Myanmar | Urgent UN action holds promise for human rights protection, but States must stand firm

In a dedicated, urgent session this Friday, the UN Human Rights Council will seek to address current and future human rights violations stemming from the military takeover in Myanmar; with some countries reengaging on the one hand, and other, new Council members emboldened in their own rights violations on the other, the meeting is on many fronts the first test for the Council in 2021.

On 1 February, the military in Myanmar executed a coup that has shaken the country, the region and the world, and undermined democratic principles critical to the success of the country’s transition.

Opposition politicians from the National League for Democracy, including State Counsellor Aung San Suu Kyi and President Win Myint, have been detained and arrested. So, too, have many outspoken defenders of democracy and human rights as well as ordinary people who dared to stand up against the military coup. The military leadership has shut down internet access in the country, and is considering a deeply-problematic new cyber security law that would amplify longstanding concerns among the human rights community about digital surveillance and other risks.

ISHR welcomes the timely statements from the UN Secretary General, High Commissioner for Human Rights, UN Security Council, and Special Rapporteur on the situation of human rights in Myanmar. We echo their calls for the military leadership to urgently return power to duly-elected civilian leaders, immediately release those detained, and ensure the right to peaceful protest.

The response on the ground is overwhelmingly a rejection of military might. From students, to trade unions, to medical staff, to civil servants and bank workers, a wide swath of Burmese society is refusing to back down. Since the coup, they have embraced a civil disobedience movement that underlines non-violent struggle. They have protested daily by marching and by banging pots and pans, and they have rallied together to demand the respect of the outcome of the November democratic elections; the release of the detained leaders; and, for some, an end full-stop to any military role in governance.

While remaining driven by groups on the ground, the pro-democracy movement has also made clear the importance of support from the international community to back their efforts as they do so, including through targeted sanctions on military leaders. This has explicitly included calls on global business to end contracts with, or that benefit, Burmese military actors, and to support workers as they exercise their fundamental freedoms of speech and peaceful protest.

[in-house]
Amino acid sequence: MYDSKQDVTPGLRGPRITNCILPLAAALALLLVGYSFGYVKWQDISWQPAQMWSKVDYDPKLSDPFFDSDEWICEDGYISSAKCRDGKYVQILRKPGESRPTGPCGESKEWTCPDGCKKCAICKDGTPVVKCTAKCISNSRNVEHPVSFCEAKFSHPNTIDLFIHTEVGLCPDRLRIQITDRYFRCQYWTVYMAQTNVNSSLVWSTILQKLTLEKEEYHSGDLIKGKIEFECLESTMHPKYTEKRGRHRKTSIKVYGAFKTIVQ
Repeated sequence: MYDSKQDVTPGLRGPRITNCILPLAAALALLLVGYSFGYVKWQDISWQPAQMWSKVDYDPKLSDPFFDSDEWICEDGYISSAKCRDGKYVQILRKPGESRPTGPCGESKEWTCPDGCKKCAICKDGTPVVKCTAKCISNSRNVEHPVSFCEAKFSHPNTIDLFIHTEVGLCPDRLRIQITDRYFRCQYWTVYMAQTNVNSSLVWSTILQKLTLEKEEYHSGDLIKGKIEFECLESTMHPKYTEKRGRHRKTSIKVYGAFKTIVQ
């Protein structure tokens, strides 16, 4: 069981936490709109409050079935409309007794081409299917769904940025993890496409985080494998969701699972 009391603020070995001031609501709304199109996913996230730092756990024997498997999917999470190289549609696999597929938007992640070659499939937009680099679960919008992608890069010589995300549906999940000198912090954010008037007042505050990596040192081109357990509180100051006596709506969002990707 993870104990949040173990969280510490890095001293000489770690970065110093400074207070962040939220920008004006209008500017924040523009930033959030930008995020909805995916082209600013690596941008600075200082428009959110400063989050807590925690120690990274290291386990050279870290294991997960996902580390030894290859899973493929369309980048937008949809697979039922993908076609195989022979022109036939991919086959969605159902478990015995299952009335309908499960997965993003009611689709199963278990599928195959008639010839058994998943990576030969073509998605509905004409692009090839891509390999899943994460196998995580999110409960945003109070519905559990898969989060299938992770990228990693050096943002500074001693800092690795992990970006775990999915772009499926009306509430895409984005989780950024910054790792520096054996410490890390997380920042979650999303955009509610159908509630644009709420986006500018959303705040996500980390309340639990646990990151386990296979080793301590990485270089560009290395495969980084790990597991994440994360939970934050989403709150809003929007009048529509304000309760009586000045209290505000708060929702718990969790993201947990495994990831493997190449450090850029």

Read more from ISHR about what businesses should do to stand up for human rights in Myanmar.

Against this context, the Human Rights Council’s ‘special session’ on Myanmar – requested by the United Kingdom and supported by 19 other government members of the Council – can act as a speed bump, or a safety net. In statement issued on 5 February, jointly with more than a dozen NGOs, ISHR has clearly stated that the Council should follow the advice of its own experts: to act ‘promptly and decisively to early warning signs of impending crisis’.

For Sarah M. Brooks, ISHR programme director, it was clear that standard practice was not sufficient. ‘Waiting for the next session, and relying on the same, standard means of reporting on rights in the country, is not an option. It’s an abdication of duty’.

‘We appreciate the quick action of the UK and others to call a Special Session, and encourage all States to ensure that transparency and accountability are at its core. That means setting up clear expectations for the UN in documenting and addressing ongoing allegations, and deterring future violations’.

On 3 February, UN Secretary General Guterres declared that the UN would ‘make sure’ the coup fails. The Special Session of the Council is a critical first step, but much more – including from the Security Council, bilateral trade and development partners, and the private sector – is needed to restore the democratic institutions and respect the wishes of the Burmese people.

For more information, please contact Sarah M. Brooks at s.brooks[at] or @sarahmcneer.

Photo: Whopeehere/Wikimedia Commons

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